Symbols came to humans before language. They developed in various forms: Religious, cultural and personal. A few are universal, such as the circle. Some become tainted by history, such as the swastika, an ancient widespread symbol of the whirlwind and the four cardinal directions.
Some artists develop a code of personal symbols and definitions. How you explain these to your collectors is a personal issue. I align myself with Native Americans who believe that revealing too much too often diminishes the power of the symbol. Other artists believe the story would be lost without explaining the symbolism. Know where you stand.
I’ve deviated a little from my original point. But I guess I wanted to stress that symbols and shapes in your paintings contain incredible power for the people who view your work. When you find inadvertent symbols and shapes that distract from the meaning of your work, adjust them out of existence.Comment on or Share this Article →
Every once in a while artists will ask what I look for when judging a show. I like that. It gives me a chance to teach artists to consider their work as a whole package. I feel disadvantaged, however, because oils are my specialty and other mediums and art forms are not. As a result, I’m a much harsher judge when it comes to oil painting.
When judging unfamiliar art forms such as weaving, I look for uniformity of weave, unless variation is a contributing factor in the design. In woodworking, I look for fine finish and smooth curves, unless ruggedness is critical to the sculpture. Also in woodworking, I look for how the grain of the wood is incorporated into the planning of the piece. Traditional quilting asks for fine small hand stitching, a plus over machine stitching. In contemporary quilting, I am tolerant of a wider range of stitch types. Watercolor is perhaps toughest for me to judge, and here I simply look for how well the painter supports the subject and mood with the paint.
In oil painting, brushwork and application of paint are important to me. Oil painting by its very nature is luminous, and I want to see that. Oil paint that is watered down with turp or clogged with sand had better have a reason to be so, and that reason must be more obvious than that the artist is cheap. Required reading for all oil painters should be Robert Henri’s The Art Spirit.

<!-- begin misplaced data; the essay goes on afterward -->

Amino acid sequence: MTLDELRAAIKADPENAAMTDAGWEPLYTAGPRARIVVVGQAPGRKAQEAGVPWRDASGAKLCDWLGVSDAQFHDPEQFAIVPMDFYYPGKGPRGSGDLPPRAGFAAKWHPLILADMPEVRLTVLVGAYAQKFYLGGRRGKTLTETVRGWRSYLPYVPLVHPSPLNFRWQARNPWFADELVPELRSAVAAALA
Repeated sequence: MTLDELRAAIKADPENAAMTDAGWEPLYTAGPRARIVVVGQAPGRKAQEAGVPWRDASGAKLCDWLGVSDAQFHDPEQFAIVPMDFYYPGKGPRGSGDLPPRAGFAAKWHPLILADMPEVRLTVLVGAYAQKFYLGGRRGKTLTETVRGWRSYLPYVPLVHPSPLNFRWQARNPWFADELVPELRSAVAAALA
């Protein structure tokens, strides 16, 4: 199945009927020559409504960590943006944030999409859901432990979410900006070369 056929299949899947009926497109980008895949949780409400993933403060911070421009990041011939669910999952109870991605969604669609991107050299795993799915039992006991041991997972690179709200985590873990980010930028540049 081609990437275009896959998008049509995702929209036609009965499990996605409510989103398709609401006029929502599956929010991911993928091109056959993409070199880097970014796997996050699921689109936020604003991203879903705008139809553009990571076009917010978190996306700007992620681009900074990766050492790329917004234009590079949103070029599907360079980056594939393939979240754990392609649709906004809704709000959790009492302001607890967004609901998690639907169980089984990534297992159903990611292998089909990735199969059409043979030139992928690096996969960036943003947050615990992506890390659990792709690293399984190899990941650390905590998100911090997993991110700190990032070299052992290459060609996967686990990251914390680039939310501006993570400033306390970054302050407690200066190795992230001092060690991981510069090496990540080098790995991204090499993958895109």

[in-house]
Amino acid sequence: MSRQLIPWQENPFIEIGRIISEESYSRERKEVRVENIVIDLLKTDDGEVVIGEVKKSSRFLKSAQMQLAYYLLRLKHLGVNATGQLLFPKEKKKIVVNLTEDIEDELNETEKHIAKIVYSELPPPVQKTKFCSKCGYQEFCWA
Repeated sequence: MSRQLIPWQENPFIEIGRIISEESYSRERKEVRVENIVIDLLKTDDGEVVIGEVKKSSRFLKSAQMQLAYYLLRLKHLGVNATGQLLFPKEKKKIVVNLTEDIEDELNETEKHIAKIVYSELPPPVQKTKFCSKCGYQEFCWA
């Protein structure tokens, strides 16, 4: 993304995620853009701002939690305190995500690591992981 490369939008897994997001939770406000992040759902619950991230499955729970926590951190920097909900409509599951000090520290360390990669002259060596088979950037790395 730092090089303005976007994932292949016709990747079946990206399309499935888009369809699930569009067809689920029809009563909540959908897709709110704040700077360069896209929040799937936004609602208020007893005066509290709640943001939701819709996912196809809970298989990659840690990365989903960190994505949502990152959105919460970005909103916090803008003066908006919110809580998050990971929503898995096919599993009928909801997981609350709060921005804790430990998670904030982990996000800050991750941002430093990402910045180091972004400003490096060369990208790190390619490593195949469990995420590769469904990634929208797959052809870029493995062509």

In all work I look at the total presentation—how well the artist’s use of materials supports the underlying concept of the work. Do the color and composition get the message across? Do I recognize copied (or nearly so) work in an original category? Does the work adhere to the rules of the competition? Generally, I try to give latitude in the choice of frame, but if several works are of equal quality, presentation becomes the determining factor. Sloppy presentation is always a negative, and includes dirty mats and glass, poorly cut mats, paintings that are loose in frames, dusty old Mediterranean frames from the 1970’s. Kitsch is a major turn-off.
I suspend my personal preferences as much as possible. They are not relevant when judging a show. Every time I judge a show I am humbled, and wish I knew more about art. I would like to leave comments on many of the entries as to why they won an award—or why they didn’t. Without that, what is learned?Comment on or Share this Article →
Color is the most challenging aspect of painting. There are no rules, only theories. The use of color may be guided by emotion, intuition or intellect. It may be based on local color or wild imagination, and it may involve personal or public symbolism. Color can be an effective tool for advancing your ideas. Or, it can undermine your entire painting.
Following are some random notes I will use in teaching a private color workshop. You might find them helpful.
No matter how realistic a painter you are, painting is an abstract process: You are taking your view of a three-dimensional world and applying it to a two-dimensional surface. A certain amount of translation happens.
There are different theories about color. I consider myself a Tonalist (with my close color harmony and mixing on the palette) influenced mostly by traditional and mildly by Impressionist color theory. Impressionists, the French ones, at least, did most of their mixing on the painting, or they just laid pure colors side by side and let your brain mix them.
Convey your message with color harmony or disharmony. Push beyond simple representation of local color to amplify the quality and character of your subject. This might mean intensifying color, but it could just as well mean reducing intensity, as I do in my quiet landscapes.
Four ways to reduce color intensity:
Add the hue’s compliment (always reduces the hue’s temperature, but you can control the amount of temperature reduction by your choice of compliment. Suppose you want to reduce the intensity of distant green trees: Alizarin Crimson will be a very cool compliment, while Cad Red Light will be a warmer compliment. Your painting will tell you which is needed.)
Add white (this tints the color, lightening the value. White usually cools the hue.)
Add black (produces a shade of the hue, darker in value)
Add neutral gray (helps retain the original value. Paynes Gray, a blue-black, is not neutral. Ivory black is a better choice for shading.)
Next Blog: More about color and moving it around your painting!Comment on or Share this Article →